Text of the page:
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Catazaro Declines NYCB Reinstatement; Ramasar to Rejoin


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2 hours ago, KikiRVA said:

Ramasar is on in week four in Brahms-Schoenberg Quartet opposite Mearns.  https://www.nycballet.com/NYCB/media/NYCBMediaLibrary/PDFs/Press/Casting/NYCB-Casting_May-14-19-2019_2.pdf

Thank you KikiRVA.  I can't wait to see him!  Just to let you know, there is also a thread under NYCB for Spring 2019 where members are discussing this.  https://balletalert.invisionzone.com/topic/44588-spring-2019/page/3/

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On 4/29/2019 at 5:34 PM, On Pointe said:

By its nature,  arbitration is narrow in scope.  NYCB doesn't  have to justify its reasoning as to the firing of Catazaro  and  Ramasar.  That would be a waste of time and money.  The arbitrator uses the firing as a starting point,  and must only determine if,  according to the terms of the AGMA contract,  the firing is justified.  While the arbitrator determined that the firing was not just,  I am surprised that he or she ruled that the suspensions were allowable.  It seems like an all-or-nothing situation to me.

Individuals will have to determine if seeing Ramasar onstage makes them feel some type of way.  But there are dancers up there now who have engaged in blatant adulterous affairs with other dancers,  and I don't  recall any public outcry against them.

My employer's Employee Manual states that employees who violate their rules on sexual harassment are "subject to disciplinary action up to and including dismissal", so I wouldn't find it surprising that there is a range of possible actions.

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Different workplaces have different standards.  The arbitrator was using the terms of the AGMA contract to make the determination.  If the contract terms violated/contradicted the law, that might be a different story.

Also, having standards in place sounds like a slam dunk, but isn't always the case.  NYCB gave a community standards argument to the press, although not necessarily to the arbitrator, but 1. That may or may not be part of the contract and 2. Even if it was, the underlying standards need to meet standards.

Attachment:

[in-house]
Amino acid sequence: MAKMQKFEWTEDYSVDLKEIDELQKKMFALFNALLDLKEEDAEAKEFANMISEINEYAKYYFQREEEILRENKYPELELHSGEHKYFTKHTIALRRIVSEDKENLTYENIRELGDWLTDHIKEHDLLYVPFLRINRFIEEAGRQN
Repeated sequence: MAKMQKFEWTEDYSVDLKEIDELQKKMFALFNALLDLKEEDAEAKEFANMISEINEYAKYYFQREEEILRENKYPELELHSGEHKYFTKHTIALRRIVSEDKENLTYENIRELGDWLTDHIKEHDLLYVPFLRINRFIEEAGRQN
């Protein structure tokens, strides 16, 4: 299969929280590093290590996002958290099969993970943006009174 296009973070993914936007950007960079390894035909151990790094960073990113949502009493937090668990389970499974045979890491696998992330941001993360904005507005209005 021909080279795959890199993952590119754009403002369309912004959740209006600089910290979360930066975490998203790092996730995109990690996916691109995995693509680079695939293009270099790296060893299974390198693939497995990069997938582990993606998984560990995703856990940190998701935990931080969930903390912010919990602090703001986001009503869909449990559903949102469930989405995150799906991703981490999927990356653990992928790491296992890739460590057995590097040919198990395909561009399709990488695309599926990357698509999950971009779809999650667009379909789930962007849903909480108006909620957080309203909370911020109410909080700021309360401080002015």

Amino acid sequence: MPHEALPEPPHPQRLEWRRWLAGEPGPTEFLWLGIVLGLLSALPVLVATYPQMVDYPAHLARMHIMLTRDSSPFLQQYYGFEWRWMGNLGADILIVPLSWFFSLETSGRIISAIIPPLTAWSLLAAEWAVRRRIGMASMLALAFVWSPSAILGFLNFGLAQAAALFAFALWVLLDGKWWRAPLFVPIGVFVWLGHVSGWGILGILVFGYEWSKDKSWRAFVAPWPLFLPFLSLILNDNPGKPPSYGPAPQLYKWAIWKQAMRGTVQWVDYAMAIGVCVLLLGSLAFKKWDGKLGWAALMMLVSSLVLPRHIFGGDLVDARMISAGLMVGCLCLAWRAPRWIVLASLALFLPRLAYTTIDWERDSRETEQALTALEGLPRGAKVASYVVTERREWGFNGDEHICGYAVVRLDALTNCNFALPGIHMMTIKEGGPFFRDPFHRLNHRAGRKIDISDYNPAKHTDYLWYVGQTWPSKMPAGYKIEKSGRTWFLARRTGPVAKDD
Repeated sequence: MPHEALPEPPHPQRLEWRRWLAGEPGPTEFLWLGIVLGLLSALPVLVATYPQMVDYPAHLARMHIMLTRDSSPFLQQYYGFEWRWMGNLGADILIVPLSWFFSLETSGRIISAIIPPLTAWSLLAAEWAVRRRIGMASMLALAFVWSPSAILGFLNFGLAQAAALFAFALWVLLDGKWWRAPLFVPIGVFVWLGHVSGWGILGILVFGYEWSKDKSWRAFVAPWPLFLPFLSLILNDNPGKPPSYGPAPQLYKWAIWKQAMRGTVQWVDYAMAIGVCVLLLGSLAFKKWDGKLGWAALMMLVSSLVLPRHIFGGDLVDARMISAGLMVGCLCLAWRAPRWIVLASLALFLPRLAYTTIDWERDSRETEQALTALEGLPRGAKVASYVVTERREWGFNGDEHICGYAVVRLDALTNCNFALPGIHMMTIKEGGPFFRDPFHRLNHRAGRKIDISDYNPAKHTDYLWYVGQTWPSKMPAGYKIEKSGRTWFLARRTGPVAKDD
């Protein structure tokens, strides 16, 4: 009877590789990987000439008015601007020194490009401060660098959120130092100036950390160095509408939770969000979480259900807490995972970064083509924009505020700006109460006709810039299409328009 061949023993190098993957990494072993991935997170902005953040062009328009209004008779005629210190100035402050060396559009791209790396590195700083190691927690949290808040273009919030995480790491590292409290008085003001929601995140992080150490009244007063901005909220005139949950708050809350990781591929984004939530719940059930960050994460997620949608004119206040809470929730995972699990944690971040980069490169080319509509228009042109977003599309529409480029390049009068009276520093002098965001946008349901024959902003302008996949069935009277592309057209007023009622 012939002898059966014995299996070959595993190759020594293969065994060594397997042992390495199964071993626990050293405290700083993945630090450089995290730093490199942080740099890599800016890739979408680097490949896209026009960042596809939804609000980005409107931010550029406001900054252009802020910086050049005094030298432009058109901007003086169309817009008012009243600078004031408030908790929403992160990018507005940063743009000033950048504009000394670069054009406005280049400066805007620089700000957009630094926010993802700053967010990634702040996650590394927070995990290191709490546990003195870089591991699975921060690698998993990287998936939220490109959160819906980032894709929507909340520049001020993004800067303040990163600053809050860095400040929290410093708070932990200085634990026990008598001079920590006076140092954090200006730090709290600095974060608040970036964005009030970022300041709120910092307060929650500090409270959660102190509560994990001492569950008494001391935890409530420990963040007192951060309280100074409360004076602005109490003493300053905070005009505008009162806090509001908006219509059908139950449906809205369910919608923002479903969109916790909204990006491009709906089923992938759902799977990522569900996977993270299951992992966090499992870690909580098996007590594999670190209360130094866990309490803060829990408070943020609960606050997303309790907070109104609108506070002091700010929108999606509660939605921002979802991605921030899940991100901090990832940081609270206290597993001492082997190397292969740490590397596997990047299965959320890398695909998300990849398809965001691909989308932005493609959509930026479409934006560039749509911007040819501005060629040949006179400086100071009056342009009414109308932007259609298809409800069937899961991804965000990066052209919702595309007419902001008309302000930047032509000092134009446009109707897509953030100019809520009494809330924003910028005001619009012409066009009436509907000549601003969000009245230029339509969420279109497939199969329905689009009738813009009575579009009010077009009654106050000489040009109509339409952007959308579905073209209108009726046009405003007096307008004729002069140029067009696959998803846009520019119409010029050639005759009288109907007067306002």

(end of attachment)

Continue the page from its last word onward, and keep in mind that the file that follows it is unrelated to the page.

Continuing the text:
In my last two workplaces, every update or clarification to harassment policies of any kind needed an explicit electronic acceptance, in addition to the yearly retraining and acceptance.  There was training available or mandatory, and my current employer has an explicit and detailed list of what is considered harassment and other fireable behavior.

I'd be very surprised if three people at NYCB could agree on what "standards" means, whereas the managers at my company can cite chapter and verse.

Arbitrators work with contracts, not "I know it when I see it."

 

 

 

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On 4/19/2019 at 12:20 PM, Leah said:

I wonder if this means Catazaro will be permanently joining Munich? 

I have mixed feelings about Ramasar. He’s a great dancer and I don’t think he should have been fired, but his comments were rather vile. Hopefully his counseling is meaningful. 

I would love to know what comments you speak about Ramasar saying... in all my readings he never commented... he was not involved in the text messages.. is there something i did not catch?

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You did not catch:

1. The references made in the NYT to NYCB's acknowledgement that they were presented text messages by Waterbury's lawyer

2. The NYT reporting that the suspensions and eventual firings of both Catazaro and Ramasar were rooted at least in part in participation in text exchanges.

3. That the arbitrator found that while the firings weren't valid according to the contract, the suspensions were.

According to content cited in Waterbury's lawsuit, among other things, Ramasar was quoted as having asked for images that Finlay bragged to him about having.  

ETA: Plus the arbitrator ordered "counseling on the standards of for his conduct" as a condition of Ramasar's return.

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2 hours ago, Alex Reyes said:

I would love to know what comments you speak about Ramasar saying... in all my readings he never commented... he was not involved in the text messages.. is there something i did not catch?

I would refer you to his IG post from Sept. 17, 2018.  In his own word he admits he had photos, received photo's (although did not circulate the photos) and in addition, refers to the "messages" between him and Finlay being private.  

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Private messages are private messages but the ones listed in the actual suit still ongoing btw he was not involved in.  I read what was published and it said he was not involved in any of the obscene texts ...those were between Finlay and the board member only.  And all of this is alleged. If we were able to look at everyone in the companys phones I am sure there are texts and photos and not only the men.  The courts have spoken lets move forward with hope for the company and all.

 

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17 minutes ago, Alex Reyes said:

Private messages are private messages but the ones listed in the actual suit still ongoing btw he was not involved in.